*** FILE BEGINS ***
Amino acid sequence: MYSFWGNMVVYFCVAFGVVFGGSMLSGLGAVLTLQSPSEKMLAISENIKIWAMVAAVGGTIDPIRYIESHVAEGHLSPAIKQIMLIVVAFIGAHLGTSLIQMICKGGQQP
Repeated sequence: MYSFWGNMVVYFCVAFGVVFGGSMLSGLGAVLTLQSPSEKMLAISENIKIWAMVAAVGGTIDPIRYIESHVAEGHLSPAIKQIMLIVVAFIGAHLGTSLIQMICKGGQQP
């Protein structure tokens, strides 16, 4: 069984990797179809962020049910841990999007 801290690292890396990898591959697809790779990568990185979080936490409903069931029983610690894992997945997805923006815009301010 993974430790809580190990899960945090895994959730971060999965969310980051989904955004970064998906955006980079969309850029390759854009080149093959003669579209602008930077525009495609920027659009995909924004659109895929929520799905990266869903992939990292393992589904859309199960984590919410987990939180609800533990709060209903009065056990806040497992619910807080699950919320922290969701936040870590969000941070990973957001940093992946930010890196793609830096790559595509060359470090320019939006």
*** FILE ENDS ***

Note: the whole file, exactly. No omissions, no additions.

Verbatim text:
Amino acid sequence: MYSFWGNMVVYFCVAFGVVFGGSMLSGLGAVLTLQSPSEKMLAISENIKIWAMVAAVGGTIDPIRYIESHVAEGHLSPAIKQIMLIVVAFIGAHLGTSLIQMICKGGQQP
Repeated sequence: MYSFWGNMVVYFCVAFGVVFGGSMLSGLGAVLTLQSPSEKMLAISENIKIWAMVAAVGGTIDPIRYIESHVAEGHLSPAIKQIMLIVVAFIGAHLGTSLIQMICKGGQQP
């Protein structure tokens, strides 16, 4: 069984990797179809962020049910841990999007 801290690292890396990898591959697809790779990568990185979080936490409903069931029983610690894992997945997805923006815009301010 993974430790809580190990899960945090895994959730971060999965969310980051989904955004970064998906955006980079969309850029390759854009080149093959003669579209602008930077525009495609920027659009995909924004659109895929929520799905990266869903992939990292393992589904859309199960984590919410987990939180609800533990709060209903009065056990806040497992619910807080699950919320922290969701936040870590969000941070990973957001940093992946930010890196793609830096790559595509060359470090320019939006």